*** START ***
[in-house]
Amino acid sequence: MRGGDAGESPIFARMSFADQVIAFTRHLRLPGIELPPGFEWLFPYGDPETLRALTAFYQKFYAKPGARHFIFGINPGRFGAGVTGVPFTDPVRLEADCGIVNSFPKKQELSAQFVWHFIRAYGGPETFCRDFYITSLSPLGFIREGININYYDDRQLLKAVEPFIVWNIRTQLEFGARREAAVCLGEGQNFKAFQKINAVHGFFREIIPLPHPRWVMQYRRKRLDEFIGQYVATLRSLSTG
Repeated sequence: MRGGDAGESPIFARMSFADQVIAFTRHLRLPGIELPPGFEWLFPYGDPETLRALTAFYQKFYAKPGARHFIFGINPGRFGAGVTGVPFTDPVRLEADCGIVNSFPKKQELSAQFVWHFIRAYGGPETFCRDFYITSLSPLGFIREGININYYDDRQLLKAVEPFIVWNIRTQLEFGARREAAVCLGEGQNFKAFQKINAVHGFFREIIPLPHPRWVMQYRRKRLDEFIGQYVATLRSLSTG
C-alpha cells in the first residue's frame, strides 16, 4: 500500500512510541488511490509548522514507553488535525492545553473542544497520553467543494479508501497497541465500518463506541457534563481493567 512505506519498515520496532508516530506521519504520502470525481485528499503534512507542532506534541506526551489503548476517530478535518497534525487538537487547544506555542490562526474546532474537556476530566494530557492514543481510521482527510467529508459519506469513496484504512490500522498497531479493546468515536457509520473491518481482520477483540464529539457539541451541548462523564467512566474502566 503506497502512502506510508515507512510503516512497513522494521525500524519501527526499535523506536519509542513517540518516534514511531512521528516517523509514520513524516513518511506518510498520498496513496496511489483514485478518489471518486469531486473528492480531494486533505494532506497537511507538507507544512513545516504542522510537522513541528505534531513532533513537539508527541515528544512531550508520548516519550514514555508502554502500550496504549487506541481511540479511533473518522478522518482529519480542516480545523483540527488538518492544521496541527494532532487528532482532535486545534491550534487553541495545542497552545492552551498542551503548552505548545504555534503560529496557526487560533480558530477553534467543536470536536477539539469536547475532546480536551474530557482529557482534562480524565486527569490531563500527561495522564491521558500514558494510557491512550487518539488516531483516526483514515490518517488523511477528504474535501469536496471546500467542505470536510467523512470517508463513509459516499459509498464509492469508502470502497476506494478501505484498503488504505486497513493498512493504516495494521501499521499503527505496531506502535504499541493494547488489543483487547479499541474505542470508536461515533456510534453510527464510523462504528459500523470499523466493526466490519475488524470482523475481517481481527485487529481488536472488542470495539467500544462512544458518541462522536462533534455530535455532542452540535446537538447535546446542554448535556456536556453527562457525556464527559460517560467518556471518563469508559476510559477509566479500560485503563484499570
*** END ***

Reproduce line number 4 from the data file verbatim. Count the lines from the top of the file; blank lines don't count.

C-alpha cells in the first residue's frame, strides 16, 4: 500500500512510541488511490509548522514507553488535525492545553473542544497520553467543494479508501497497541465500518463506541457534563481493567 512505506519498515520496532508516530506521519504520502470525481485528499503534512507542532506534541506526551489503548476517530478535518497534525487538537487547544506555542490562526474546532474537556476530566494530557492514543481510521482527510467529508459519506469513496484504512490500522498497531479493546468515536457509520473491518481482520477483540464529539457539541451541548462523564467512566474502566 503506497502512502506510508515507512510503516512497513522494521525500524519501527526499535523506536519509542513517540518516534514511531512521528516517523509514520513524516513518511506518510498520498496513496496511489483514485478518489471518486469531486473528492480531494486533505494532506497537511507538507507544512513545516504542522510537522513541528505534531513532533513537539508527541515528544512531550508520548516519550514514555508502554502500550496504549487506541481511540479511533473518522478522518482529519480542516480545523483540527488538518492544521496541527494532532487528532482532535486545534491550534487553541495545542497552545492552551498542551503548552505548545504555534503560529496557526487560533480558530477553534467543536470536536477539539469536547475532546480536551474530557482529557482534562480524565486527569490531563500527561495522564491521558500514558494510557491512550487518539488516531483516526483514515490518517488523511477528504474535501469536496471546500467542505470536510467523512470517508463513509459516499459509498464509492469508502470502497476506494478501505484498503488504505486497513493498512493504516495494521501499521499503527505496531506502535504499541493494547488489543483487547479499541474505542470508536461515533456510534453510527464510523462504528459500523470499523466493526466490519475488524470482523475481517481481527485487529481488536472488542470495539467500544462512544458518541462522536462533534455530535455532542452540535446537538447535546446542554448535556456536556453527562457525556464527559460517560467518556471518563469508559476510559477509566479500560485503563484499570